In addition, the systems need to be able to pursue long-term goals and reason on which new data is needed to achieve these. In this respect, more recent methodologies such as adversarial methods, and GANs more specifically, are also of interest to address the data generation problem.
Multi-task and transfer learning
Transfer learning is the ability of a learning algorithm to exploit similarities between two different domains in which learning is occurring.
The knowledge or representation can be transferred between domains in order to speed up learning.
Recent work develops frameworks where some auxiliary intermediate domain data is selected to bridge between the given source and target domains and then performs knowledge transfer along the bridge.
Verifiable, rigorous methods
Increasingly AI is used for important task and without a thorough understanding of the inner workings of AI it is impossible to predict a model’s behaviour on previously untested input data. Developing a firm theoretical foundation of reachability analysis for AI is a challenge for mathematics.
Large-scale numerical computations that are performed on heterogeneous platforms are known to be non-deterministic, thus producing different results when repeatedly run with the same initial data. Large AI models share this problem.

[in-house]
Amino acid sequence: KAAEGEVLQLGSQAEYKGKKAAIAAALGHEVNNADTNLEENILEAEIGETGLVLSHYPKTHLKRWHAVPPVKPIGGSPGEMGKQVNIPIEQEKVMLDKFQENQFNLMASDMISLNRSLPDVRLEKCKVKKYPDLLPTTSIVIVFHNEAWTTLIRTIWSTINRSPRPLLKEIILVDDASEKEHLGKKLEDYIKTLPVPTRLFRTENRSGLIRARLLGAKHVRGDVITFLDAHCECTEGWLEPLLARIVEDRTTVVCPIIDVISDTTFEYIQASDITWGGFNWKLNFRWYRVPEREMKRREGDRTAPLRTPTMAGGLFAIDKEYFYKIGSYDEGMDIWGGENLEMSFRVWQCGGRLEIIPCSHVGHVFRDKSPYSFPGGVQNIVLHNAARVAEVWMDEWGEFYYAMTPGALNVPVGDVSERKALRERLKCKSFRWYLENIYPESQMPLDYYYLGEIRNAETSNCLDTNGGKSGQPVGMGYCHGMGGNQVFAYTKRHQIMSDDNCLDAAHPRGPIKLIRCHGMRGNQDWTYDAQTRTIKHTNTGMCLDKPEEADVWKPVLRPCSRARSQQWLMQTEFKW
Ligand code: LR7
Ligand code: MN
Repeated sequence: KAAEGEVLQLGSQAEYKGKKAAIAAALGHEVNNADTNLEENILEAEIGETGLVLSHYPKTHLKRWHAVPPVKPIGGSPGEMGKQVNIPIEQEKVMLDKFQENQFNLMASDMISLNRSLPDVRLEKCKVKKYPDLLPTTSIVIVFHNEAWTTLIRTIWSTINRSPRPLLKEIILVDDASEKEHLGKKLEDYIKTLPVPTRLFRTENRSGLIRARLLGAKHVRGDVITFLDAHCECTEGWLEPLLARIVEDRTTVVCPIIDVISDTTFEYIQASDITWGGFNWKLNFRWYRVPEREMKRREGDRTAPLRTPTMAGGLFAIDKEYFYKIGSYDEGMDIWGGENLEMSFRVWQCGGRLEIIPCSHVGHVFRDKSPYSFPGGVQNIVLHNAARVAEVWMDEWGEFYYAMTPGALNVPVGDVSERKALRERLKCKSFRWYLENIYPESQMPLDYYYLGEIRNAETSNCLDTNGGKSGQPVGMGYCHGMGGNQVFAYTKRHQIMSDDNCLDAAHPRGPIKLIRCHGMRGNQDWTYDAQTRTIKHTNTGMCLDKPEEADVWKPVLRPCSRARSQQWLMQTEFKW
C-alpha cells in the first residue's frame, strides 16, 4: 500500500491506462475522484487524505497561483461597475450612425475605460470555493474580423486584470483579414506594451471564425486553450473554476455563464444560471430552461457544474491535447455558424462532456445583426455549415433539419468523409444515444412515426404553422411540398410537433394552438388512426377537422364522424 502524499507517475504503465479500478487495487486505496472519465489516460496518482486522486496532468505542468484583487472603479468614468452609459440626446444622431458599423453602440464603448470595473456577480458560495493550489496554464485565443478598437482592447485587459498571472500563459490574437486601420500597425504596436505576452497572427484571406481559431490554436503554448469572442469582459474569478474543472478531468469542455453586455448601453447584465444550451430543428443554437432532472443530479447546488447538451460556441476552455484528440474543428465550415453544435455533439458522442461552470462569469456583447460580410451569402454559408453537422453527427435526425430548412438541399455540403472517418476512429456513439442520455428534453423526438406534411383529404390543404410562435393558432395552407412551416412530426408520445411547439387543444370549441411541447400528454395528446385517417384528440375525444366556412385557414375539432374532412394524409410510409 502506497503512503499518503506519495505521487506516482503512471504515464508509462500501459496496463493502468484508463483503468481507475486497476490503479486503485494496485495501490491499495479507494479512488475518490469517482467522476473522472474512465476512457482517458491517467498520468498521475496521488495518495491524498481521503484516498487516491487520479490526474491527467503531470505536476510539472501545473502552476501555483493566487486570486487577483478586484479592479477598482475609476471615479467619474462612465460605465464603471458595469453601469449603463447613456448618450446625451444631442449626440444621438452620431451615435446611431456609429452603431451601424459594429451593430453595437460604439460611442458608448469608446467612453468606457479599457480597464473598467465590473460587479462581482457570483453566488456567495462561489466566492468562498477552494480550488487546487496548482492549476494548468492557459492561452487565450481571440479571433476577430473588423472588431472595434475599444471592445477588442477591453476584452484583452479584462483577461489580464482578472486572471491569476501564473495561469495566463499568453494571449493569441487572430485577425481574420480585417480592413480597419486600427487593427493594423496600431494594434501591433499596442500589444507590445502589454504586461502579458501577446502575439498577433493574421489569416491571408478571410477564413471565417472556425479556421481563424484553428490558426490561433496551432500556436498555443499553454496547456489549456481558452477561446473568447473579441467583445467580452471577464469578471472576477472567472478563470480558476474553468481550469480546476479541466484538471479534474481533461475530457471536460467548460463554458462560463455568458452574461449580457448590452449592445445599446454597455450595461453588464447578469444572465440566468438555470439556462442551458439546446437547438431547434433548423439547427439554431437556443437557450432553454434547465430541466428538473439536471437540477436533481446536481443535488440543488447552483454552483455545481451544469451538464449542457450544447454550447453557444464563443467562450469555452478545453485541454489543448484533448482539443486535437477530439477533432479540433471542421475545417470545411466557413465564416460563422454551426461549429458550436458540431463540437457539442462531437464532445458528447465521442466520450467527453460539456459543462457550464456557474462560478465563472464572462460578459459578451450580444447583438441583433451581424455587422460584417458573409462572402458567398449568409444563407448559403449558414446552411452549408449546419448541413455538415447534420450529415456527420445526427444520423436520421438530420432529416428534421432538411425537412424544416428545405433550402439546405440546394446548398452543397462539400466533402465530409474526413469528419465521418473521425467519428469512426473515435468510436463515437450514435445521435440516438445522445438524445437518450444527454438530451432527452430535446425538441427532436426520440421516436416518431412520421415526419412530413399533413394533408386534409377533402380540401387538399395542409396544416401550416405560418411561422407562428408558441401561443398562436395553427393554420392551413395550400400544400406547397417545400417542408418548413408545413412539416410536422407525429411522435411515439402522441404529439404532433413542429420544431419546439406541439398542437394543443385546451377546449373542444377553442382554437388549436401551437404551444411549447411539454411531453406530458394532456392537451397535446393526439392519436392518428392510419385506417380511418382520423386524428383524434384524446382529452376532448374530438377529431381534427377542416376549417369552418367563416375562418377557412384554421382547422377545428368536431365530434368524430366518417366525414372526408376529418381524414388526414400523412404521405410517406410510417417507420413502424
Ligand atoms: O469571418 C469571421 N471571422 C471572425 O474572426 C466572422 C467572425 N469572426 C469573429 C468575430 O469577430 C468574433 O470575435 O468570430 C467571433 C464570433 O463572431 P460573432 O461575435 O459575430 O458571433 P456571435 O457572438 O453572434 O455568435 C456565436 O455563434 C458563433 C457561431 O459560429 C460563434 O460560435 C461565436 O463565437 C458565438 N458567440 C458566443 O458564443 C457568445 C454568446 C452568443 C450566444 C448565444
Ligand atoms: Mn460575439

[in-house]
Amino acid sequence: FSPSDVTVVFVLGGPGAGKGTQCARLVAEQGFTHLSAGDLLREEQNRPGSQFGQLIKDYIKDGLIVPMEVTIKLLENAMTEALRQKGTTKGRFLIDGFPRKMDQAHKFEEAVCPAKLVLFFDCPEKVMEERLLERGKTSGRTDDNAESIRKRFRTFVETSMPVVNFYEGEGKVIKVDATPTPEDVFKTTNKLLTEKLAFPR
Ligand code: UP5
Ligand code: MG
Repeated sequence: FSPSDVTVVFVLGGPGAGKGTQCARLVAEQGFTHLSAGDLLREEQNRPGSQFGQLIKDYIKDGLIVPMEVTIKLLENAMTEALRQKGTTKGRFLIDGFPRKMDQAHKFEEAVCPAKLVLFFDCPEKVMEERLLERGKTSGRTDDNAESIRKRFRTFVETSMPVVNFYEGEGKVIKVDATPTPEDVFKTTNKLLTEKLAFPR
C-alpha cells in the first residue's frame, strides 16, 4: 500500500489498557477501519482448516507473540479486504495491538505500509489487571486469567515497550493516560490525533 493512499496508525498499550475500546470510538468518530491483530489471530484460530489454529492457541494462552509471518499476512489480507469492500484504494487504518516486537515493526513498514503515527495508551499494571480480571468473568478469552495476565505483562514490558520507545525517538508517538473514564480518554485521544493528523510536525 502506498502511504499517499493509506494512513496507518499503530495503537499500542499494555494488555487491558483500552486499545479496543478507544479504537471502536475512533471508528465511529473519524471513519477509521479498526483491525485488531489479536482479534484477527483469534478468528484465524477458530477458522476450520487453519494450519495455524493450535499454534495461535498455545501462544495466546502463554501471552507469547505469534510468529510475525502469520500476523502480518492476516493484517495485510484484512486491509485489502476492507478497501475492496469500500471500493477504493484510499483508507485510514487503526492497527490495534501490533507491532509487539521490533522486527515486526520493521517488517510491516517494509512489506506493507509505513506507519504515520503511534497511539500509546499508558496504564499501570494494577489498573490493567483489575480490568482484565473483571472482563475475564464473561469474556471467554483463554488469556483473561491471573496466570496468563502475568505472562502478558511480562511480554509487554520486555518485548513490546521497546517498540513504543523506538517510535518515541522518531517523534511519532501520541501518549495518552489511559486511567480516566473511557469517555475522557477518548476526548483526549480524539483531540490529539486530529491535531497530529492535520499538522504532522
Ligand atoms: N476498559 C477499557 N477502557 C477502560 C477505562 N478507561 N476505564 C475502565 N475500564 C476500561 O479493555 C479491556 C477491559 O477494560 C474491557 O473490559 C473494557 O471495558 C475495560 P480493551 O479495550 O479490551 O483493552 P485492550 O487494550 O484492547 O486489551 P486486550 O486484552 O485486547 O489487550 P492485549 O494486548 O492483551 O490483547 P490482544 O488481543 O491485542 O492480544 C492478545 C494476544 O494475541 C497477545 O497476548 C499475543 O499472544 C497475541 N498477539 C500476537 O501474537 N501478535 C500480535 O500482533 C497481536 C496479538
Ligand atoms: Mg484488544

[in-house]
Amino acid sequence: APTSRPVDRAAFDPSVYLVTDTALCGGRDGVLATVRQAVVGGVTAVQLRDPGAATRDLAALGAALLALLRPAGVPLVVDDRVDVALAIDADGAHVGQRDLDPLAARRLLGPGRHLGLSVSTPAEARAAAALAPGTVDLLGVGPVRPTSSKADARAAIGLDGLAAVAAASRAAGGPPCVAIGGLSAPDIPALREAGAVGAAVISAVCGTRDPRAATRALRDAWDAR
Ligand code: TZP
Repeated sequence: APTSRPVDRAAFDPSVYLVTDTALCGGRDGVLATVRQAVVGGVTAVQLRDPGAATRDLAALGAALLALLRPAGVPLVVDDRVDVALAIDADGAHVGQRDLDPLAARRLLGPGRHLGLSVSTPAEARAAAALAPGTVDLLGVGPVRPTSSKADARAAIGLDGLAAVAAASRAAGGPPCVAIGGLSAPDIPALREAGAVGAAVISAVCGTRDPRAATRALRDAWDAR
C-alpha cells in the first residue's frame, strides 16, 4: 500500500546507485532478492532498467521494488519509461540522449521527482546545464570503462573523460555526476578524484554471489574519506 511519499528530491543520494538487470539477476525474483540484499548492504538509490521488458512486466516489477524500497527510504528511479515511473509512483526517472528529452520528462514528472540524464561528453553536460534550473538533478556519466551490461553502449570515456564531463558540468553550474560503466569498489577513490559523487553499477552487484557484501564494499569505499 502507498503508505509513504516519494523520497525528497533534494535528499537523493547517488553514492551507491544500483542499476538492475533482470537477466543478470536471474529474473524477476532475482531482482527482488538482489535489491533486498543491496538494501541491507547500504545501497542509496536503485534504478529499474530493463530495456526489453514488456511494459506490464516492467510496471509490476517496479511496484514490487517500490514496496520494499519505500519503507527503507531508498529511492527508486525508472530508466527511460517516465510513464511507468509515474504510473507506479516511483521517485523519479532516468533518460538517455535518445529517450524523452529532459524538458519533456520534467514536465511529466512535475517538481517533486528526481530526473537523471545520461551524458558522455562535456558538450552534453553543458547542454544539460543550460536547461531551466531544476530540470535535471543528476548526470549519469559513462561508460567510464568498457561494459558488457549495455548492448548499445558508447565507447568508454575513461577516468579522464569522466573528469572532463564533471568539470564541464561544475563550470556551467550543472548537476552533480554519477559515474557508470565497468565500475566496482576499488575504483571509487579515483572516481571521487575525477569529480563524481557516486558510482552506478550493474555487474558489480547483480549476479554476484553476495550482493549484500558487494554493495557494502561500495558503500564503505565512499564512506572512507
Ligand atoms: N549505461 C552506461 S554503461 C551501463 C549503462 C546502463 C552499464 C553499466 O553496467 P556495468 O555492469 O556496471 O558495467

How can we find an appropriate standard for reproducibility? What is the correct measure to use? Which properties will guarantee that a system produces reproducible results, and which properties will prevent this? How robust is a model to small perturbations of its parameters, or of small changes to the training data? These questions are essential to address and require fundamental research.
Here the AI-community is facing significant challenges. Today, the workhorse of all training algorithms is based on gradient descent. Despite thousands of academic papers on this topic and countless ways of applying the method, the process still relies on trial and error. Matters are not helped by the apparent disconnect between the researchers in the field of AI and large parts of the optimization community. In AI there seems to be very little use of the highly advanced theory of nonlinear constrained optimization already developed within the optimization community. Promoting a transfer of knowledge to the field of AI would certainly improve matters.
Understanding the computational complexity of a given class of problem instances helps us find – in a quantifiable manner – the right balance between training set size, model complexity, and prediction quality.
Complexity results in terms of worst-case and average-case scenarios will lead to a deeper understanding of the absolute potential of methods used for AI. Here, classical approximation theory has a significant role to play. Applying this large field of mathematics to AI will open for new possibilities and can give the necessary tools for solving these problems.